This evening I saw a film screening of the one hour documentary, "The Nature of Cities," produced by Chuck Davis, a Boulder filmmaker and M.D., who started film production company Throughline Productions. The film aims at how to try to integrate nature into cities, using the U.S. and European examples from Copenhagen, Amsterdam, Paris, Austin, and San Diego. The GWL terrain car free urban eco area of Amersterdam was one example.
Living around natural surroundings also means not having to drive to find nature. The film had an emphasis upon a lesser role of car use in communities and housing, a larger role of bicycle use (filmed 70 mile bike corridor in Copenhagen), more urban gardens, and certainly more use of green plant life in the urban setting, both on rooftops and sides of buildings.
The film features Tim Beatley, University of Virginia professor of urban design with a goal beyond sustainability on to "biophilic," love of life or living systems, attached to nature, and making the quality of life better for human living. Dr. Stephen Kellert, a Yale forestry professor, is also in the film. Since Davis makes films on spirituality, as well, this was an underlying reason for his desire of integrating more green spaces into cities - an innate human spiritual need and overall improved mental health when around nature. The film contained a number of quotes, including some by James Howard Kunstler and Henry David Thoreau.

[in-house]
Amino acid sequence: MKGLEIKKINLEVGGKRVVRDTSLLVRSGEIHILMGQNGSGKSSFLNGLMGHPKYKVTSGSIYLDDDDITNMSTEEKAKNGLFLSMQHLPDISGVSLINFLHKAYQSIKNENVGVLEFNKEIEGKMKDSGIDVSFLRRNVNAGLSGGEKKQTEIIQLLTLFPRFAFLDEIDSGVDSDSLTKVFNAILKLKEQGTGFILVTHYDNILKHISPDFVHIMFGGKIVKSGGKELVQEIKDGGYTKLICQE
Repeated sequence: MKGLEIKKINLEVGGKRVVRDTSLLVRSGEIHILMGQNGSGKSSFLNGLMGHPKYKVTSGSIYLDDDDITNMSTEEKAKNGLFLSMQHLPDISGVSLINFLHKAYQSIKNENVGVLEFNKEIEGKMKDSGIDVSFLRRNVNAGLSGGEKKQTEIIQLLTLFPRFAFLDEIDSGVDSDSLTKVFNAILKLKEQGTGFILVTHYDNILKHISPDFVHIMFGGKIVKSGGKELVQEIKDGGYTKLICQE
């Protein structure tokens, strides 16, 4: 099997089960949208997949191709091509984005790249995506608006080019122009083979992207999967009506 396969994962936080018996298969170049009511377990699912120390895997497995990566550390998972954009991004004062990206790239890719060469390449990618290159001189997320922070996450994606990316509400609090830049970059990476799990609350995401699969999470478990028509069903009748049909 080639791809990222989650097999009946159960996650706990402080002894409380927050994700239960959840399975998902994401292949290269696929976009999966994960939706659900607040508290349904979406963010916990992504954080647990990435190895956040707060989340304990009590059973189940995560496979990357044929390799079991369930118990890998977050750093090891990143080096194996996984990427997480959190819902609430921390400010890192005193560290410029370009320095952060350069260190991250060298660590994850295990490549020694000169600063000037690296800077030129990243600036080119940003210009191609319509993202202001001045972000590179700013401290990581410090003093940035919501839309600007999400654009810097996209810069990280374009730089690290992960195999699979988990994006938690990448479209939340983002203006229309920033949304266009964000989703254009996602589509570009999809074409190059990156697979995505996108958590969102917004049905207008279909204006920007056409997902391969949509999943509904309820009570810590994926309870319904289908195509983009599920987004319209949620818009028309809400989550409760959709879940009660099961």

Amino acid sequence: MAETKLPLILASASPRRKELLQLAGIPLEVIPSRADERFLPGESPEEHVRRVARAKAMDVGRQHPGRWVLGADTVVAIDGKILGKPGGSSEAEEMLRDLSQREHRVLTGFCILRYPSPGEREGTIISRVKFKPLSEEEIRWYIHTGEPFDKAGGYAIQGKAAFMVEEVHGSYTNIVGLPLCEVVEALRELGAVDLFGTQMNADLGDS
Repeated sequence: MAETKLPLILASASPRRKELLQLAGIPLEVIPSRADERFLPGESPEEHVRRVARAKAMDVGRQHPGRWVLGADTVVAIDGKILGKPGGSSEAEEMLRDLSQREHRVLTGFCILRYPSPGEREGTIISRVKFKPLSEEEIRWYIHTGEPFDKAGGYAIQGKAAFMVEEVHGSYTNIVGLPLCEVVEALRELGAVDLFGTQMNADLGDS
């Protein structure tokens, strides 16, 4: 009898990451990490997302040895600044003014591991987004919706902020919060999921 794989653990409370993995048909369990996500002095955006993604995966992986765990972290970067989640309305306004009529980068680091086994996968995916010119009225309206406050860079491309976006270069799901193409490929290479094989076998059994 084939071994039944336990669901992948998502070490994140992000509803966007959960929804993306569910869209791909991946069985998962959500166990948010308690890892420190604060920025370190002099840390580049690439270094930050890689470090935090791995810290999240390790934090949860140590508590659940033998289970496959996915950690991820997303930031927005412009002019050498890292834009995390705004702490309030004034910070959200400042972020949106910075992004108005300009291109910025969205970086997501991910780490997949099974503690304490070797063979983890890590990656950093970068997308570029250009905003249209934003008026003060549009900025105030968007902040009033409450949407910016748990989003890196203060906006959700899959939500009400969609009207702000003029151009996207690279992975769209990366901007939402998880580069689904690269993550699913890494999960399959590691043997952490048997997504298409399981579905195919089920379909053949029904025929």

Since the filmmaker lives here in Boulder, it was rather surprising that he didn't use our city in the film. City planners from all over the world come here to study how we've achieved the extensive trail system and other smart design concepts throughout. Perhaps no other city in the U.S. has as much green belt in and around it.
Chuck Davis has an MFA film degree from the University of Southern California and Throughline productions, which produces films about sociological and spiritual aspects of society, has also produced the films: "Rising the Sparks", "Seasons of the Soul", and "Transforming Energy", a film which is used in schools to help teach about the end of the age of oil.